Airplane! is one of those films we all take for granted. It has been imitated so often and its parody-at-a-machine-gun-pace formula has become so commonplace in the world of comedy that it’s all too easy to forget how revolutionary it once was. That said, the lessening of the surprise factor allows one to concentrate on the quality of the film itself… and there’s much more to the wackiness than meets the eye.
For anyone who hasn’t seen it, Airplane! is essentially a Mad
Magazine movie parody brought to life in cinematic form. Drawing its inspiration from the Airport series and a lesser-known 1957
film called Zero Hour, it tells the
story of a commercial flight stricken with a massive case of food poisoning
that has taken out its pilots. The
flight’s only hope is Ted Stryker (Robert Hays), an ex-fighter pilot who bought
a last-minute ticket on the flight in hopes of patching up his relationship
with his stewardess ex, Elaine (Julie Haggerty).
This sets the stage for melodrama galore as Ted
struggles to overcome his wartime traumas to save the flight and an on-ground
crew led by airplane pro (and Ted’s ex-superior officer) Kramer (Robert Stack)
tries to get them landed safely. Also on
hand are Leslie Nielsen as Dr. Rumack, the plane’s irony-free doctor, and Lloyd
Bridges as McCroskey, an airport chief who deals with the crisis while trying
to kick umpteen addictions.
As the synopsis indicates, it’s a solid plot and could
have served as the basis for an Airport
installment. However, all this plot is
backgrounded in Airplane! as
writing/directing triumvirate Jerry Zucker, David Zucker and Jim Abrahams go on
a ruthless search-and-destroy mission for laughs. This trio developed a madcap, slash-and-burn
style of parody through a homegrown comedic troupe called the Kentucky Fried
Theater (which also spawned the cult fave Kentucky
Fried Movie) and that style translates beautifully to a film format.
In the best Mad
Magazine style, they cram jokes of all kinds into every nook and cranny:
sight gags, slapstick, wordplay, funny sounds, funny faces, anachronisms,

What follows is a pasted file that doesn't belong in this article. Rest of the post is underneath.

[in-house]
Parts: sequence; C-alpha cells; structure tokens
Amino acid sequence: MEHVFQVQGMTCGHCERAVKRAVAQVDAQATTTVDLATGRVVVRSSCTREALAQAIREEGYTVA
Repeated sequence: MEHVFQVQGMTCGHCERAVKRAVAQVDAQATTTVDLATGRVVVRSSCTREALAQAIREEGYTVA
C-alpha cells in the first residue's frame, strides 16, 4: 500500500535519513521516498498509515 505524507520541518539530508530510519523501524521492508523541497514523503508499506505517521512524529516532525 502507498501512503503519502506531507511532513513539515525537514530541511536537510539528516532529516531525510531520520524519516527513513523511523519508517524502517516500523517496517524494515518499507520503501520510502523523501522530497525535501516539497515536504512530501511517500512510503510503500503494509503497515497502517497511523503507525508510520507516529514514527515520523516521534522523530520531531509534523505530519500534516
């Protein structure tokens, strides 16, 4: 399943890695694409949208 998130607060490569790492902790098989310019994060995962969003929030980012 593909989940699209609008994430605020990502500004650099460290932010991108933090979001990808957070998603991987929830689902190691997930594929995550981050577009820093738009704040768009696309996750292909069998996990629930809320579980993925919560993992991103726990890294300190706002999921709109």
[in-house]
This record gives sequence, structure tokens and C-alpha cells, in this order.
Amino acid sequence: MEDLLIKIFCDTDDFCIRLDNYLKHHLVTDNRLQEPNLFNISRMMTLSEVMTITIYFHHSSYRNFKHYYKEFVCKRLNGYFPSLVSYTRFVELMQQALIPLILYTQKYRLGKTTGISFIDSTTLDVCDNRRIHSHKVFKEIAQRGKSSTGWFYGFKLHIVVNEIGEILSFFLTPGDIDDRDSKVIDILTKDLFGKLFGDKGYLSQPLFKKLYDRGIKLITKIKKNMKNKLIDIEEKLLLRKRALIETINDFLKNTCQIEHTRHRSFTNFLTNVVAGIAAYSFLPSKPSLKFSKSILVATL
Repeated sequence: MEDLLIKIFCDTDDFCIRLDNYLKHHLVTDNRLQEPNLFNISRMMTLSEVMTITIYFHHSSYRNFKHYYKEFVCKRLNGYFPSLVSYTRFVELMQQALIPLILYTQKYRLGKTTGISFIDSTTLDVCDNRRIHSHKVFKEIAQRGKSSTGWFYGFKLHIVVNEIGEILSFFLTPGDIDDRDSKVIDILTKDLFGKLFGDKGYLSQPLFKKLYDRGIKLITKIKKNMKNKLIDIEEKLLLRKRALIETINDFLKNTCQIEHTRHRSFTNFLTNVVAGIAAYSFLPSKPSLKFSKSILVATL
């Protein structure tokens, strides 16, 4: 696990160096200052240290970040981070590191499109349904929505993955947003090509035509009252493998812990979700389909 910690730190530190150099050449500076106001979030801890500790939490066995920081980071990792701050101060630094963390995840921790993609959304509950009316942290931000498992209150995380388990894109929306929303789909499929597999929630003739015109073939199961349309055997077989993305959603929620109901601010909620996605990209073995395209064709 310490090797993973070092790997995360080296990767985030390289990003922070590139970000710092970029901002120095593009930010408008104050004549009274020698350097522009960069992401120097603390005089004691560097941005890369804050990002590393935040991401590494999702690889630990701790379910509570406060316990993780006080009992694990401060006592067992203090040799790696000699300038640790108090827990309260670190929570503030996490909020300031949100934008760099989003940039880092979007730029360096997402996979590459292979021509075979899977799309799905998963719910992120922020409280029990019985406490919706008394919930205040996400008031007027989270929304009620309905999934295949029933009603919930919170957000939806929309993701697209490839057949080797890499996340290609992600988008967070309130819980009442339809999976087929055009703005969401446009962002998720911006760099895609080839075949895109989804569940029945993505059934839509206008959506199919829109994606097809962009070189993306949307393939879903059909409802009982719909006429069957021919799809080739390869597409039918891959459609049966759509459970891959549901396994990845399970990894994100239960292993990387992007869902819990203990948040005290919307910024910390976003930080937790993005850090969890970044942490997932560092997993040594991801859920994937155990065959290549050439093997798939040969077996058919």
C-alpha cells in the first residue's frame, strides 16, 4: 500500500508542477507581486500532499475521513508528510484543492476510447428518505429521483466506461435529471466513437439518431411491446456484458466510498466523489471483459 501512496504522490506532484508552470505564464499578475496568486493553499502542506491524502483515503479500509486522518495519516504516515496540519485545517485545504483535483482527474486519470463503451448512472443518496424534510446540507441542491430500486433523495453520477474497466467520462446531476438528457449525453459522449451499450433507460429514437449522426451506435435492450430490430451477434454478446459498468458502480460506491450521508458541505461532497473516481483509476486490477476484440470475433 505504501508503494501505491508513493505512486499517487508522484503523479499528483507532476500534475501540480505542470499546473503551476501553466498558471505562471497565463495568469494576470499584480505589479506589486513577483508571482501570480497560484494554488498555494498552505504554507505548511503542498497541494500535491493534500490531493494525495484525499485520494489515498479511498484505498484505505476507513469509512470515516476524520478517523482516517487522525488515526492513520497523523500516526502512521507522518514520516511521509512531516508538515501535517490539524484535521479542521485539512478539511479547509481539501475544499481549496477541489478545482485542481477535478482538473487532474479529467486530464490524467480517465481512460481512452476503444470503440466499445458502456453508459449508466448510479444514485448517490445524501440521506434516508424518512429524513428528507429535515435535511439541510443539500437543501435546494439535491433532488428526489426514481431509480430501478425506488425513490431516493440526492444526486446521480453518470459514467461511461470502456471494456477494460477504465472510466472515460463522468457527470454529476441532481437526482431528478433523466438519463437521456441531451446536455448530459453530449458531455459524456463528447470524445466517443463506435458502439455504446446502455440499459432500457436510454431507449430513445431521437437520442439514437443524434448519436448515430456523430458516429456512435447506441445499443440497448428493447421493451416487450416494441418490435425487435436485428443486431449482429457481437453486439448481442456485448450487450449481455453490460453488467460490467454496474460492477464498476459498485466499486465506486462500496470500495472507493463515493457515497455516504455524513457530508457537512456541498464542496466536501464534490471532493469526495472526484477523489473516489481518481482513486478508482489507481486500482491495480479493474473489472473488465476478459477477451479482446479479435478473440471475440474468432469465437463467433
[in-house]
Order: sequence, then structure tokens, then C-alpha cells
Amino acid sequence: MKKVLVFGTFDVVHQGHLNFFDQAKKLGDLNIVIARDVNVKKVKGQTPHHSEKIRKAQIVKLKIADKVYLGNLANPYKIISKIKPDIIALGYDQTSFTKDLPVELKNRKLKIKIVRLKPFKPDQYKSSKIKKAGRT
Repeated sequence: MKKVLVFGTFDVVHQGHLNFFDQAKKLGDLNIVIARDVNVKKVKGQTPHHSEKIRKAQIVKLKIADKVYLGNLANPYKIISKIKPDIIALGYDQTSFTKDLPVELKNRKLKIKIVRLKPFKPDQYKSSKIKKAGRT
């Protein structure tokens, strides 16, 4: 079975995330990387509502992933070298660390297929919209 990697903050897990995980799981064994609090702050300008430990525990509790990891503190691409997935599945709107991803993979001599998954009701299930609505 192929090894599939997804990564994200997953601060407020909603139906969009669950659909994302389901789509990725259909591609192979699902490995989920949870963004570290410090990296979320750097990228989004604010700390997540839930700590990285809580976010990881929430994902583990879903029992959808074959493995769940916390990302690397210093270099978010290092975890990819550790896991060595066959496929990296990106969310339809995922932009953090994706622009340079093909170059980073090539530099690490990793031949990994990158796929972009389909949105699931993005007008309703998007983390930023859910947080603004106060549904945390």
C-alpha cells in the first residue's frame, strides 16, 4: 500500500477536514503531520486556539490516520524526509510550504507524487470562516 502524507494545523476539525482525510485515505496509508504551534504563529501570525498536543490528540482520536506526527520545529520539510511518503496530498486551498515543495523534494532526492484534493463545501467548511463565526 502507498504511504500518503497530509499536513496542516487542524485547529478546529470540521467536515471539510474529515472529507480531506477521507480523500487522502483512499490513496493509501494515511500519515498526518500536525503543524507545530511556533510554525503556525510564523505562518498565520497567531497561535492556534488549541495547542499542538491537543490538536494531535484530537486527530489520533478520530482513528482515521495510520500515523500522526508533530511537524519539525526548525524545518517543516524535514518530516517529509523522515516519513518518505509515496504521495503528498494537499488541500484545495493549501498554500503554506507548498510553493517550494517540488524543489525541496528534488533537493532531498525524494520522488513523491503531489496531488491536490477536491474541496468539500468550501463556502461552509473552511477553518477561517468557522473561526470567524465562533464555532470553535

visual/verbal non-sequiturs and the ever-popular breaking of the fourth wall
are all deployed at a rat-a-tat-tat pace designed to throttle the laughs right
out of you. Nearly 40 years later, this style has lost the element of
surprise. The Zuckers revisited it time
and again in films that ranged from very good (Top Secret) to dear-lord-what-were-they-thinking (Jane Austen’s Mafia) and countless
imitators lifted their gag-a-minute parody format for scads of lesser
However, this lessening of the novelty level allows the
viewer to focus on what a well-crafted film Airplane! is. For a low-end
studio effort made by first-time filmmakers, it has surprising polish. The pacing is tight thanks to sharp editing
by Patrick Kennedy and the photography by regular Robert Aldrich cameraman
Joseph Biroc gives it the perfect bland-yet-stylish sheen necessary to
convincingly recreate the look of the Airport
series. However, the film’s stylistic
secret weapon is the Elmer Bernstein score, which sets all the clichés of
orchestral movie score writing on their ears to achieve a comedic effect that
reinforces the film’s deadpan-yet-outrageous tone.
The final element that lifts Airplane! to classic level is the performances. The major kudos has always gone to Leslie
Nielsen, Robert Stack and Lloyd Bridges, and deservedly so: each man took subversive
joy in giving their leading-man personas a Viking funeral and achieved a new
postmodern hipness in the process.
However, one shouldn’t forget the performances of Hays and Hagerty as
the film’s troubled romantic leads. Each
takes a personalized path into the film’s anarchic/comedic style and each makes
it pay dividends: Hays gives his role a
fourth wall-breaking sense of sly wit while Hagerty plays out every situation
with an eerie, deadpan straight face that amplifies the humor in its own way.
All in all, Airplane! deserves its place in history. No number of retreads can erase the joyful, well-crafted comedic style on display here. It might look like lunacy but there’s a lot of talent expended in making that illusion possible.